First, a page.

Asus was first I saw to deliver DDR3 Z170 boards to sellers, but that board costs a little more. The price difference is actually more than the difference between 8GB of DDR3 and 8GB of DDR4.
    Reply
  • ykki
    Not that this is a bad mobo but I can almost see it in the medium budget build in the next SBM.
    Reply
  • chaosmassive
    so, I noticed that at manual book cover have GA-Z170-HD3 DDR3 naming
    could it be that Gigabyte have DDR3 supported on Z170 based mainboard?
    it would be nice to see that substantial information in this article !
    Reply
  • 2Be_or_Not2Be
    16638546 said:
    I would easily trade the soon-to-be defunct SATA Express port (real estate and/or extra cost for having them) for 10Gbps USB 3.1 Gen 2 ports, Type C and/or Type A.
    I don't think SATA-E is going away, for the simple reason that it has two SATA ports built-in. People will continue to use off-board drives for a while, and most of that will not be U.2

    Yes, but who would get something in a SATA Express version when they would most likely get a regular SATA connection for a 6Gbps SSD or M.2/U.2 for a PCI Express version?

    Surely the money spent on incorporating SATA Express - whether its just R&D, firmware, physical connectors, etc. - would be better spent on incorporating something that will actual be useful to the consumer in the future.
    Reply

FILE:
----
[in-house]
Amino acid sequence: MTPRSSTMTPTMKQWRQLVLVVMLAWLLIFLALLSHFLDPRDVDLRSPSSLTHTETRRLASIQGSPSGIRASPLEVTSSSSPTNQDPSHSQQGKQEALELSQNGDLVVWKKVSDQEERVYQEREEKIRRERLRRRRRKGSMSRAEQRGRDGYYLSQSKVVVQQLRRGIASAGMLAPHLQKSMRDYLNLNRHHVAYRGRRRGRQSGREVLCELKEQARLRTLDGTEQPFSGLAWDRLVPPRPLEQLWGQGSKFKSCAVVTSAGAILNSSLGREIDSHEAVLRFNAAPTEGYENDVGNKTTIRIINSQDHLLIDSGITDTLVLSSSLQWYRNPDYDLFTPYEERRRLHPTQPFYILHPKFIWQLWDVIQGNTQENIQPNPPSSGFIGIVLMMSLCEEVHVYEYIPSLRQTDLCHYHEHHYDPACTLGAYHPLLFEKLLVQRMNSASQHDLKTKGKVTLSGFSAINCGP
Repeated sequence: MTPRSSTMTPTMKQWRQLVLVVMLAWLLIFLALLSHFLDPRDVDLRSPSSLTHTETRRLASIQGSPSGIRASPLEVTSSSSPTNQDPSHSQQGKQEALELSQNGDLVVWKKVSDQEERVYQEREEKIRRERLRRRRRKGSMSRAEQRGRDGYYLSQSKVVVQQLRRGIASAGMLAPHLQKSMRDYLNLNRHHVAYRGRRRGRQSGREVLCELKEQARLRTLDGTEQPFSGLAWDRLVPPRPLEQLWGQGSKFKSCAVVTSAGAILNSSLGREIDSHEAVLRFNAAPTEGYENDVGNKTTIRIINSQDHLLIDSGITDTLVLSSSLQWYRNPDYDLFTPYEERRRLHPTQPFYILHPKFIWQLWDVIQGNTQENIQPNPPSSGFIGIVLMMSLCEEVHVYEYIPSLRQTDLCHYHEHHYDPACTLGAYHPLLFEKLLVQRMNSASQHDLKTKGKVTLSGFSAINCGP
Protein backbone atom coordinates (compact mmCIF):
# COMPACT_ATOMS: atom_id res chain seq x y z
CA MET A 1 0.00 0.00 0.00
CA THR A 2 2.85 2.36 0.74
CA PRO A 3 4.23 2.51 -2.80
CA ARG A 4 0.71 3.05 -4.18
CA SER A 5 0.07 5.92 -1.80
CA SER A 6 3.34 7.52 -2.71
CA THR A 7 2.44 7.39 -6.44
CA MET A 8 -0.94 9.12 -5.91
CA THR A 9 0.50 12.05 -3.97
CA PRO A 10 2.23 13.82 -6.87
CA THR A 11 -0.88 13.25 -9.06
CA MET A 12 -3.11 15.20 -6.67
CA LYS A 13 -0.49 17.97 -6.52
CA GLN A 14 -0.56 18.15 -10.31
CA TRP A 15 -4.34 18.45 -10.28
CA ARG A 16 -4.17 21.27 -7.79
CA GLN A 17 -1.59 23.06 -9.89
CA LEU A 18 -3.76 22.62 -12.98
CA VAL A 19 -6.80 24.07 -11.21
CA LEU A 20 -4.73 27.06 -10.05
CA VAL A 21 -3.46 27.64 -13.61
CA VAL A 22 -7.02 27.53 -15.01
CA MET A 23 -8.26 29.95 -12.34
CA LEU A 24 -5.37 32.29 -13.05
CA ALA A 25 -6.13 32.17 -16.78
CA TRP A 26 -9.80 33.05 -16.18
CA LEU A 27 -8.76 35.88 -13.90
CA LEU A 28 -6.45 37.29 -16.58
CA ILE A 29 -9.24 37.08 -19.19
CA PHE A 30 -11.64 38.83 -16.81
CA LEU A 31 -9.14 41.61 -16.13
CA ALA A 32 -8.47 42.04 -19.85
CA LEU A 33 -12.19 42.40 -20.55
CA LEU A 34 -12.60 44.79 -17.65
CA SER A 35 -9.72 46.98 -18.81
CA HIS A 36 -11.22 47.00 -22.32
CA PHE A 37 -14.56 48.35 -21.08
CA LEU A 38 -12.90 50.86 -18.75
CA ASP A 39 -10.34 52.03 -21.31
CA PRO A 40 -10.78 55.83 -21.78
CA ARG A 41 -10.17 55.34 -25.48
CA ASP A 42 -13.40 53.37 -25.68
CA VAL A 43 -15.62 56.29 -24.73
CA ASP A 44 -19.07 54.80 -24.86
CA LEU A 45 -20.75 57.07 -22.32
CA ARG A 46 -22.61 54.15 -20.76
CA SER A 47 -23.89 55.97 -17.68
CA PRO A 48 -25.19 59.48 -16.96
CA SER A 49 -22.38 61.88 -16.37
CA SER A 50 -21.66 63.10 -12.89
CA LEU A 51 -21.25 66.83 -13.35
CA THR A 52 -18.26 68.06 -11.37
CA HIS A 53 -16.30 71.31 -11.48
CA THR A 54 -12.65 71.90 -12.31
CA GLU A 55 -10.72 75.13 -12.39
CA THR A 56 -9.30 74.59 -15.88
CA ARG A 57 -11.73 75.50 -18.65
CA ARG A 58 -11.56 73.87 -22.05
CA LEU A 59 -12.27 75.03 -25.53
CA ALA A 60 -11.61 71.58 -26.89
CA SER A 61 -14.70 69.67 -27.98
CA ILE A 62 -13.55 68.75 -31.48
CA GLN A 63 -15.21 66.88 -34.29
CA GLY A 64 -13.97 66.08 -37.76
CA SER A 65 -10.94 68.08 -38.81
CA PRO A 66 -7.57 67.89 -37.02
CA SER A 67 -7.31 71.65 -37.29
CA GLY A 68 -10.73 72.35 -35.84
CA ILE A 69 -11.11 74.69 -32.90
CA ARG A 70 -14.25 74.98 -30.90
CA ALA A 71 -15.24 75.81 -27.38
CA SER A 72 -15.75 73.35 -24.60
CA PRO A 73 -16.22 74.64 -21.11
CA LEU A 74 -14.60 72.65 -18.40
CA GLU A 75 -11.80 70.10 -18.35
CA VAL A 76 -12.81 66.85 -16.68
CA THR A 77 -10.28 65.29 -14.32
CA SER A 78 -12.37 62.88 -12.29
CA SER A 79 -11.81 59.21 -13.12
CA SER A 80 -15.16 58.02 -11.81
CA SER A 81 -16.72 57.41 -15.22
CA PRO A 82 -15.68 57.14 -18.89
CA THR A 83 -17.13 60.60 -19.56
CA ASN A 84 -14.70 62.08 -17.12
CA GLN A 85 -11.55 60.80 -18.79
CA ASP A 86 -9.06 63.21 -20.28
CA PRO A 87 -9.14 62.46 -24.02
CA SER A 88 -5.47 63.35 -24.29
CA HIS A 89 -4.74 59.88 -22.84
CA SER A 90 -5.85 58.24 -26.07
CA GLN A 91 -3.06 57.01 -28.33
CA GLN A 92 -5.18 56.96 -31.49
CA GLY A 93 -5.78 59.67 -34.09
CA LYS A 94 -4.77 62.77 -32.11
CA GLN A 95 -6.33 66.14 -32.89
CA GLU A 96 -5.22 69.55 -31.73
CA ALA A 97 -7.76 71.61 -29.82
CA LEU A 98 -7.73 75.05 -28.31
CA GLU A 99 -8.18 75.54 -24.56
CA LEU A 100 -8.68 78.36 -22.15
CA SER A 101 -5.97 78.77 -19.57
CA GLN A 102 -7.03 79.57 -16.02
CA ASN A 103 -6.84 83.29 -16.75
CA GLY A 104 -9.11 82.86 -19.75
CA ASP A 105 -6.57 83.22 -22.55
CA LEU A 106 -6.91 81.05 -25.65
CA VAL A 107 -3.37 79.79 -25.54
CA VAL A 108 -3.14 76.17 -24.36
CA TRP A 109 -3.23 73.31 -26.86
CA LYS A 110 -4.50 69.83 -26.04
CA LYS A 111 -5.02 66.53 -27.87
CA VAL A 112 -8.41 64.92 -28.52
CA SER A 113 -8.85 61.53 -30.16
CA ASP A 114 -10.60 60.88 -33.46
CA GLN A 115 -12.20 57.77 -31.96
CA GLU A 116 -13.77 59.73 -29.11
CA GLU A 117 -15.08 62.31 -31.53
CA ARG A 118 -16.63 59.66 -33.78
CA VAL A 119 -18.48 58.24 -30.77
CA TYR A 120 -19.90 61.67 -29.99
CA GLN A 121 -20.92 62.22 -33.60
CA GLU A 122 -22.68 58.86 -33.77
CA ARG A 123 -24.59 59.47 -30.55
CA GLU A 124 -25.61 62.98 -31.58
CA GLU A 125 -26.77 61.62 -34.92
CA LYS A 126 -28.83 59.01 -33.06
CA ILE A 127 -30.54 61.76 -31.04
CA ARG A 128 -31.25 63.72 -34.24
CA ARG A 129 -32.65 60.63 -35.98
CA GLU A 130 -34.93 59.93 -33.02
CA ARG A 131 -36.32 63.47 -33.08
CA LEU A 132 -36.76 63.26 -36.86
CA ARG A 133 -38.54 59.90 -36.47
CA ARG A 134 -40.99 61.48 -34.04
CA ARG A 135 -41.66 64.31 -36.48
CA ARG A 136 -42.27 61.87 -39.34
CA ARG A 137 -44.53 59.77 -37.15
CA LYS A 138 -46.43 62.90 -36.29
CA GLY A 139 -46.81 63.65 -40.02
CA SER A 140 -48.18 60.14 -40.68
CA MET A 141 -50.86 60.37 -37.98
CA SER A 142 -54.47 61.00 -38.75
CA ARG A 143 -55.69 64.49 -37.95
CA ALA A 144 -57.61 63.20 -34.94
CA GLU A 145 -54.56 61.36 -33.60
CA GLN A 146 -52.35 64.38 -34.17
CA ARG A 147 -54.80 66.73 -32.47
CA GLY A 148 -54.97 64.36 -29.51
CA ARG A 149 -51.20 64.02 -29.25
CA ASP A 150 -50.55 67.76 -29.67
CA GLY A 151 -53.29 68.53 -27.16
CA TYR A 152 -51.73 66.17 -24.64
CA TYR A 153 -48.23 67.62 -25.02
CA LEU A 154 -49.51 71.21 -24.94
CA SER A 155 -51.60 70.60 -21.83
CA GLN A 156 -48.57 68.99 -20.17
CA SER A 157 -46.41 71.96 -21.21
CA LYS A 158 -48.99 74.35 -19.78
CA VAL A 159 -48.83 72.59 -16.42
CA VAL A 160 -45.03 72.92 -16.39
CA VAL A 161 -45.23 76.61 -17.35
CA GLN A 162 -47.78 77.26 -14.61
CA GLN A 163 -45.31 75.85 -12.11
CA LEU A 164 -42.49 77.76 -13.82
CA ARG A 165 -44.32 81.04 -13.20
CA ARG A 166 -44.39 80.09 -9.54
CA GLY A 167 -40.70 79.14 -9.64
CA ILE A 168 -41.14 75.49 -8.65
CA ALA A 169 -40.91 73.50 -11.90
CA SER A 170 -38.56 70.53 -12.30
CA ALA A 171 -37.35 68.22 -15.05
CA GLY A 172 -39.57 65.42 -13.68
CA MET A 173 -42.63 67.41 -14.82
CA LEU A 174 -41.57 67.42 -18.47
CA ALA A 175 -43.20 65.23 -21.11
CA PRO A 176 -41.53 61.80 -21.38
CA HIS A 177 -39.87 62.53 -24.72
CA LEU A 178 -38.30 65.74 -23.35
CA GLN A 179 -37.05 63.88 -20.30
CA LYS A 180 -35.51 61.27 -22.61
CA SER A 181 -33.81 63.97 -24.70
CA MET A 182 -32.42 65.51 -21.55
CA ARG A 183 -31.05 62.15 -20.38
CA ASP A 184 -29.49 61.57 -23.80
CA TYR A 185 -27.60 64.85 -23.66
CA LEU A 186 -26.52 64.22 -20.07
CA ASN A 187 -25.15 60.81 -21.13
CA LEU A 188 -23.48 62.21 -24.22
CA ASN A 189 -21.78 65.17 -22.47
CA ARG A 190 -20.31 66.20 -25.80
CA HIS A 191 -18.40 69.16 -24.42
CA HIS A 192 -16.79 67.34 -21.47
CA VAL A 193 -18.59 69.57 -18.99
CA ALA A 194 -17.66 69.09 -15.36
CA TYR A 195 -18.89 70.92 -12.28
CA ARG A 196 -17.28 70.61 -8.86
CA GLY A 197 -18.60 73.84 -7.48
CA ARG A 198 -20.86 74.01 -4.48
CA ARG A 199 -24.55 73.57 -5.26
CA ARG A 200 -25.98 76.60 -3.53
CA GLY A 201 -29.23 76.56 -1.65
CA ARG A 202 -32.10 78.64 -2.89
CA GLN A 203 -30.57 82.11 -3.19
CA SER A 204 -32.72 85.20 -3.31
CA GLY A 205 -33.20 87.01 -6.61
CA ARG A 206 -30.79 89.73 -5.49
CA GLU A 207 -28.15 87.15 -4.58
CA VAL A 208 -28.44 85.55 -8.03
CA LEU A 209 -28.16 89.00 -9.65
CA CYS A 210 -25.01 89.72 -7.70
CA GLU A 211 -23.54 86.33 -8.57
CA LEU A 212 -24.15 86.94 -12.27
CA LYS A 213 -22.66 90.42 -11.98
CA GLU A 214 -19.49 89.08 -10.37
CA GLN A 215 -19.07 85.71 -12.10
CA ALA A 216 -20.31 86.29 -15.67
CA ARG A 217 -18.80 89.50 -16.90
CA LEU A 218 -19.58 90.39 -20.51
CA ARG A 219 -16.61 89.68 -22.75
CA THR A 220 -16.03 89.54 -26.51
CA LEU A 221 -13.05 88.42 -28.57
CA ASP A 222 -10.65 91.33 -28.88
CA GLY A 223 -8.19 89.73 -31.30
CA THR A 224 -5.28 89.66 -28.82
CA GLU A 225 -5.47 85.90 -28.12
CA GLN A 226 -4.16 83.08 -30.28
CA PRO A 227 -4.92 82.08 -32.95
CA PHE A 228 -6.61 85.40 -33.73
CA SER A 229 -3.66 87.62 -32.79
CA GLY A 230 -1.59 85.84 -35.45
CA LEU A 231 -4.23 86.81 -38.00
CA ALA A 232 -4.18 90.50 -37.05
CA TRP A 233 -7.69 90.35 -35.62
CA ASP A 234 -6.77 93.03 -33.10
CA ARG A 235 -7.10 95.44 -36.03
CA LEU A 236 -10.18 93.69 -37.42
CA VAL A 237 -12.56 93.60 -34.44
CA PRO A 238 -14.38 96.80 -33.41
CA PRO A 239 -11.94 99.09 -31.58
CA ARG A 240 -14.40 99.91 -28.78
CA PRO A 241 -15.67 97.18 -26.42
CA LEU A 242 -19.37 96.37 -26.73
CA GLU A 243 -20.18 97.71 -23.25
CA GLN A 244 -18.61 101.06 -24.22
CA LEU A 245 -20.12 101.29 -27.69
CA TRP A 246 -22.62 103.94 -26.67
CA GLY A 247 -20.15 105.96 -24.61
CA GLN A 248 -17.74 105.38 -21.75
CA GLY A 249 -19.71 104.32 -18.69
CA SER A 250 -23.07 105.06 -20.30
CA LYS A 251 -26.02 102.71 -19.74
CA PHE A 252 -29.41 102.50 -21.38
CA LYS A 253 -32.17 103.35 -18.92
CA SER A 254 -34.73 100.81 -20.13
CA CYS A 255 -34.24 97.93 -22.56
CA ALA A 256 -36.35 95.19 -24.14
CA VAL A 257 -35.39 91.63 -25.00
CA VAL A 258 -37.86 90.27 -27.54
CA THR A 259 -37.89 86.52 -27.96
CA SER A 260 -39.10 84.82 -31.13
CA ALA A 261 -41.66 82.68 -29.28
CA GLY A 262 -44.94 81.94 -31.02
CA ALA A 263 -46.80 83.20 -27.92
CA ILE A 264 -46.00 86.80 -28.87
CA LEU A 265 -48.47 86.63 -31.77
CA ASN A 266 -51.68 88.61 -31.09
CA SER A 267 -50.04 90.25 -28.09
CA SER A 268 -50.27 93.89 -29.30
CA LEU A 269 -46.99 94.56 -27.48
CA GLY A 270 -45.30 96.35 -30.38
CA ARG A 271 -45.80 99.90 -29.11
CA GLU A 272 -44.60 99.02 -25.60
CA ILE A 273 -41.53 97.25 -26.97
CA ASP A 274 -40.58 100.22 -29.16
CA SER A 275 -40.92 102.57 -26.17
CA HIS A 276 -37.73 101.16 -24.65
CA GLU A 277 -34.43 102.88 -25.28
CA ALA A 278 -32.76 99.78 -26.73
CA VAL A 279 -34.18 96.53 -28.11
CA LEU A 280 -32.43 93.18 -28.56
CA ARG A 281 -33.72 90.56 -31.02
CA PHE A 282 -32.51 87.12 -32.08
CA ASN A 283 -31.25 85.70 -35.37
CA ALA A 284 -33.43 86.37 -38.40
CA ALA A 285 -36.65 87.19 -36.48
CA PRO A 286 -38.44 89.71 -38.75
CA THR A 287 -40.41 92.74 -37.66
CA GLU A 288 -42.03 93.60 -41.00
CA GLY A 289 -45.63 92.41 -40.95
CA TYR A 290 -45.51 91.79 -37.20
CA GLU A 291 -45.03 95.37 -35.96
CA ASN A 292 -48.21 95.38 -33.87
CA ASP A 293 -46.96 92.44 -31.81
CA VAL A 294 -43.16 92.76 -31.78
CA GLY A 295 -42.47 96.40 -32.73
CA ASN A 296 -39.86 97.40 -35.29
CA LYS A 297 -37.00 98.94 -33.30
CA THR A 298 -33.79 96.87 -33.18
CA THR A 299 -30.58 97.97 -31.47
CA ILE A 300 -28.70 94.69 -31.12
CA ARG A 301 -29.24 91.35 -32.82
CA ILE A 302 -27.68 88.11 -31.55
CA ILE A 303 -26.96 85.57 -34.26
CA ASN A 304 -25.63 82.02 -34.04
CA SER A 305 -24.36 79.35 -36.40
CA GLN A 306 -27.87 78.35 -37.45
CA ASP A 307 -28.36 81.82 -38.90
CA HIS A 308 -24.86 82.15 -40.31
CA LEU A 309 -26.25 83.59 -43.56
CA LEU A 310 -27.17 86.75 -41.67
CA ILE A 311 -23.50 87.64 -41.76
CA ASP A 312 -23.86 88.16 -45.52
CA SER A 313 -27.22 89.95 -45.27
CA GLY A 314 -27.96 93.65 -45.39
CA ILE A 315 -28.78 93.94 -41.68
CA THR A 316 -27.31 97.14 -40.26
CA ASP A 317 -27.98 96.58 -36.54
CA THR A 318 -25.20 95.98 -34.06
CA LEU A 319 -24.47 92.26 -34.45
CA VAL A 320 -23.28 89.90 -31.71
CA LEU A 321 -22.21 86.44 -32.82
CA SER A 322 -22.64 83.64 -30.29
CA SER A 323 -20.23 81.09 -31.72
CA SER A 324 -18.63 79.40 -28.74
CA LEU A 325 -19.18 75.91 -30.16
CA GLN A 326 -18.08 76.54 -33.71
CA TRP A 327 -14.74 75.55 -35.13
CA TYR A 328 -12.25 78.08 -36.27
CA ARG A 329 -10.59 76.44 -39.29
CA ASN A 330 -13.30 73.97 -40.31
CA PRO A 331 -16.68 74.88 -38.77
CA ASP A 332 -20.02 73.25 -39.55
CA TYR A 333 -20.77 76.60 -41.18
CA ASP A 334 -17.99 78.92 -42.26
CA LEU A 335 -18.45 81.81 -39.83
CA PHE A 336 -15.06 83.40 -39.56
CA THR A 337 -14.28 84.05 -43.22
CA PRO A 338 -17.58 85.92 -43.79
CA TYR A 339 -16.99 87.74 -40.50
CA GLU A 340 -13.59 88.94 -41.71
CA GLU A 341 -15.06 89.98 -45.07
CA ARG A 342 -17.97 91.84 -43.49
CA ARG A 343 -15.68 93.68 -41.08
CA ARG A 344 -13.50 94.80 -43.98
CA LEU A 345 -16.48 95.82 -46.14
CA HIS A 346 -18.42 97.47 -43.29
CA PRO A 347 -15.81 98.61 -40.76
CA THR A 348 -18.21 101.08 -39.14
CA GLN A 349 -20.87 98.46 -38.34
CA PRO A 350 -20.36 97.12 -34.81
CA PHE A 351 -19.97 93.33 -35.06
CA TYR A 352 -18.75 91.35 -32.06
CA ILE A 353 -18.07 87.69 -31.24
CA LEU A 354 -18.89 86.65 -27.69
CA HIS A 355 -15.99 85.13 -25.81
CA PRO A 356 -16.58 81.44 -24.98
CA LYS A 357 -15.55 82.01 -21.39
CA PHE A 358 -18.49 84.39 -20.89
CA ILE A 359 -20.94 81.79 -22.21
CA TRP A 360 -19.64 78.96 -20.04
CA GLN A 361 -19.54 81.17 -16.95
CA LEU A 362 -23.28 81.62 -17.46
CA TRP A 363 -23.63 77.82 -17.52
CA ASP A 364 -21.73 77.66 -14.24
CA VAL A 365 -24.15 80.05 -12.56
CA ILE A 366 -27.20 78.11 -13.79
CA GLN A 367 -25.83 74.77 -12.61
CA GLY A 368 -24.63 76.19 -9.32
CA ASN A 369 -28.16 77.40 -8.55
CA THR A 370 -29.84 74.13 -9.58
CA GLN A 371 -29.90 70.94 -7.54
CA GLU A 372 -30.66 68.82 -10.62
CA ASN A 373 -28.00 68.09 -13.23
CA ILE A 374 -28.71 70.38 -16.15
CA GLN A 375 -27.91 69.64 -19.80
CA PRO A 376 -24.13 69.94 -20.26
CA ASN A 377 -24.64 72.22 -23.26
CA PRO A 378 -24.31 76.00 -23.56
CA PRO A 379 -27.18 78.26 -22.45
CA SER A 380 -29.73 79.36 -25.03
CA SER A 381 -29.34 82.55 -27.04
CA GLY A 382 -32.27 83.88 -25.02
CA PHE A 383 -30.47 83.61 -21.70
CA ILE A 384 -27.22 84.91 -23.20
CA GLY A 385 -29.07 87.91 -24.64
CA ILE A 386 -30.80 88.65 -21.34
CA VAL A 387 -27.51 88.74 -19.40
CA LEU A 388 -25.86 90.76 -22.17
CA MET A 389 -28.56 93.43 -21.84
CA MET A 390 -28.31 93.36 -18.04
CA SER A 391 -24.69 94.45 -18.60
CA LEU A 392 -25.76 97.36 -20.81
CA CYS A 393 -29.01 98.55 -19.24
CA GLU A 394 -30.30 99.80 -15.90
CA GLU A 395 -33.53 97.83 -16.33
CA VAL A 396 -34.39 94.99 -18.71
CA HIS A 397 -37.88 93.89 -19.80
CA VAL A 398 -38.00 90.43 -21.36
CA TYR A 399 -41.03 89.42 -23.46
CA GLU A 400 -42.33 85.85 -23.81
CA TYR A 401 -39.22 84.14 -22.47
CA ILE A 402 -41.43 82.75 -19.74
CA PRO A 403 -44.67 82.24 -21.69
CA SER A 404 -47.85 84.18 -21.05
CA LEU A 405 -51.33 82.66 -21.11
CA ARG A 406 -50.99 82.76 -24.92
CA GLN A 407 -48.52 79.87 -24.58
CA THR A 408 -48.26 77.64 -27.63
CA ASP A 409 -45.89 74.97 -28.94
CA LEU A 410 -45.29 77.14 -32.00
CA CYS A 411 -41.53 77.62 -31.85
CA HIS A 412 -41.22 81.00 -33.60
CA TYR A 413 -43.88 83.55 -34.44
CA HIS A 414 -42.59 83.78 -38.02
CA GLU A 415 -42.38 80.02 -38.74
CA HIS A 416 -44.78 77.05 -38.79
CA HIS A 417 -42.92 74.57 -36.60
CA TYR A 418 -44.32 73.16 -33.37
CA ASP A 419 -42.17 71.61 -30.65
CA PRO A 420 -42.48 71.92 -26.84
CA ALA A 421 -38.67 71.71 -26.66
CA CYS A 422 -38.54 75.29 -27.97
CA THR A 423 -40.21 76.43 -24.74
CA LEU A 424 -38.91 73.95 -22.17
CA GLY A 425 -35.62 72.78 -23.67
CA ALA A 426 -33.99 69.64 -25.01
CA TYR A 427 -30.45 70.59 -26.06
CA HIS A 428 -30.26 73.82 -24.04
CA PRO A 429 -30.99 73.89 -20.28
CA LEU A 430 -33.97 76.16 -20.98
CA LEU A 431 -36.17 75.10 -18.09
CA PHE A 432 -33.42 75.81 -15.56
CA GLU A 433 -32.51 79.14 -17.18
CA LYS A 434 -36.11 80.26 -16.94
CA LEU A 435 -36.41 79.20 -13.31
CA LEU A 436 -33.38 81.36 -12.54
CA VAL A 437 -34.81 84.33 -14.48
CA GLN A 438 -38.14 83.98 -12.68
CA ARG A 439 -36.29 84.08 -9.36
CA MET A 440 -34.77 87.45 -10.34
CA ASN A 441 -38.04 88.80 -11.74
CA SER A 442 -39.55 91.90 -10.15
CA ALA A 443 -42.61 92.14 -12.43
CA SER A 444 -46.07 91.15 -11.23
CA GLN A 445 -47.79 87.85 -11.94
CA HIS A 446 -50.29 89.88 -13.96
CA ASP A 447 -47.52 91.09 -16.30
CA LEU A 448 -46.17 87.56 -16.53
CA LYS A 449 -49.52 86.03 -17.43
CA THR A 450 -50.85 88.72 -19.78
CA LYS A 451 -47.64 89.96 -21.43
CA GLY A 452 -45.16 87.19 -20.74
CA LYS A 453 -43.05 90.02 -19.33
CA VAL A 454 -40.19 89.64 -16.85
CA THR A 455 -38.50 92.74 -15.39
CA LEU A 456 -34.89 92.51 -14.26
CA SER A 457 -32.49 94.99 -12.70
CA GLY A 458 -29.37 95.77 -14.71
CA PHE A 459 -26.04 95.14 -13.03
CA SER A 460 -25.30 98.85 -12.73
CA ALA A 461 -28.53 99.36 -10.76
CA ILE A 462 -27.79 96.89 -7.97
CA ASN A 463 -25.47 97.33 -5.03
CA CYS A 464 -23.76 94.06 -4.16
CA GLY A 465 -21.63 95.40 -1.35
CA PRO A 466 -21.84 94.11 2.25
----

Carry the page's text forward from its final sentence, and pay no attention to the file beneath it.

• Crashman
    16642997 said:
    16638546 said:
    I would easily trade the soon-to-be defunct SATA Express port (real estate and/or extra cost for having them) for 10Gbps USB 3.1 Gen 2 ports, Type C and/or Type A.
    I don't think SATA-E is going away, for the simple reason that it has two SATA ports built-in. People will continue to use off-board drives for a while, and most of that will not be U.2

    Yes, but who would get something in a SATA Express version when they would most likely get a regular SATA connection for a 6Gbps SSD or M.2/U.2 for a PCI Express version?

    Surely the money spent on incorporating SATA Express - whether its just R&D, firmware, physical connectors, etc. - would be better spent on incorporating something that will actual be useful to the consumer in the future.
    ASRock and Asus are implementing the PCIe section for other devices such as front-panel USB 3.1.

    U.2 looks like a far-off proposition for onboard connectors due to its consumption of four SATA ports in a market flooded with single-port drives. I expect that M.2 to U.2 adapters will fill that role for quite a while the persistence of single SATA ports leads to the preservation of SATA-E.
    Reply
  • juanjostorreshernndez
    Newegg $799.99 G.Skill Ripjaws V 16GB DDR4-3600!!!!!!!!!!!!!!!
    CRAZY, insane price
    Reply
  • zzzxtreme
    hi guys. noob here.

    so, I can just get this motherboard, add some Kingston value ram, and those new Samsung ssd (m.2 slot), a dvdrw, skylake cpu, psu, monitor and I'm good to go ?
    Reply
  • Crashman
    16670408 said:
    hi guys. noob here.

    so, I can just get this motherboard, add some Kingston value ram, and those new Samsung ssd (m.2 slot), a dvdrw, skylake cpu, psu, monitor and I'm good to go ?

    You need a power supply.
    Reply